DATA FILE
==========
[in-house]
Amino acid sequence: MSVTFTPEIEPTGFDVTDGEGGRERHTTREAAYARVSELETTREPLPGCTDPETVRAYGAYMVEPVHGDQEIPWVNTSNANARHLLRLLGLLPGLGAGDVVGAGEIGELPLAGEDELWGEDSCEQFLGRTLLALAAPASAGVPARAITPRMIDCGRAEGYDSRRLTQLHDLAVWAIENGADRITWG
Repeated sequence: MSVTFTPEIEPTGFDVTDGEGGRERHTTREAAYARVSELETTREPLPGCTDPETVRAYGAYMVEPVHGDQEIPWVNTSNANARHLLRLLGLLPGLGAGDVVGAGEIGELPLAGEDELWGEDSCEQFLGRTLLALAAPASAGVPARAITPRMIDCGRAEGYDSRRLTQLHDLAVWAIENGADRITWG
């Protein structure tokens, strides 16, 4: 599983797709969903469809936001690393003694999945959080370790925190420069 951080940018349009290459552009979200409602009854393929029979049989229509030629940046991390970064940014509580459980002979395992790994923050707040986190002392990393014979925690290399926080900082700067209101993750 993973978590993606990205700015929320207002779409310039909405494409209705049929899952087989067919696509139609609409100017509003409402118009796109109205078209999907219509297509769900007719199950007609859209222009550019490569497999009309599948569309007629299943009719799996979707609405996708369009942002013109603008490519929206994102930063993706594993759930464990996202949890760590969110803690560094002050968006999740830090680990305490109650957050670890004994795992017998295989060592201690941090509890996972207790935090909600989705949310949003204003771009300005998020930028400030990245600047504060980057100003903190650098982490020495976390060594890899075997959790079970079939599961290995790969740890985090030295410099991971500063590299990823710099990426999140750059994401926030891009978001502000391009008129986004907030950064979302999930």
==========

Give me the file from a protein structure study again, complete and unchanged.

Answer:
[in-house]
Amino acid sequence: MSVTFTPEIEPTGFDVTDGEGGRERHTTREAAYARVSELETTREPLPGCTDPETVRAYGAYMVEPVHGDQEIPWVNTSNANARHLLRLLGLLPGLGAGDVVGAGEIGELPLAGEDELWGEDSCEQFLGRTLLALAAPASAGVPARAITPRMIDCGRAEGYDSRRLTQLHDLAVWAIENGADRITWG
Repeated sequence: MSVTFTPEIEPTGFDVTDGEGGRERHTTREAAYARVSELETTREPLPGCTDPETVRAYGAYMVEPVHGDQEIPWVNTSNANARHLLRLLGLLPGLGAGDVVGAGEIGELPLAGEDELWGEDSCEQFLGRTLLALAAPASAGVPARAITPRMIDCGRAEGYDSRRLTQLHDLAVWAIENGADRITWG
């Protein structure tokens, strides 16, 4: 599983797709969903469809936001690393003694999945959080370790925190420069 951080940018349009290459552009979200409602009854393929029979049989229509030629940046991390970064940014509580459980002979395992790994923050707040986190002392990393014979925690290399926080900082700067209101993750 993973978590993606990205700015929320207002779409310039909405494409209705049929899952087989067919696509139609609409100017509003409402118009796109109205078209999907219509297509769900007719199950007609859209222009550019490569497999009309599948569309007629299943009719799996979707609405996708369009942002013109603008490519929206994102930063993706594993759930464990996202949890760590969110803690560094002050968006999740830090680990305490109650957050670890004994795992017998295989060592201690941090509890996972207790935090909600989705949310949003204003771009300005998020930028400030990245600047504060980057100003903190650098982490020495976390060594890899075997959790079970079939599961290995790969740890985090030295410099991971500063590299990823710099990426999140750059994401926030891009978001502000391009008129986004907030950064979302999930």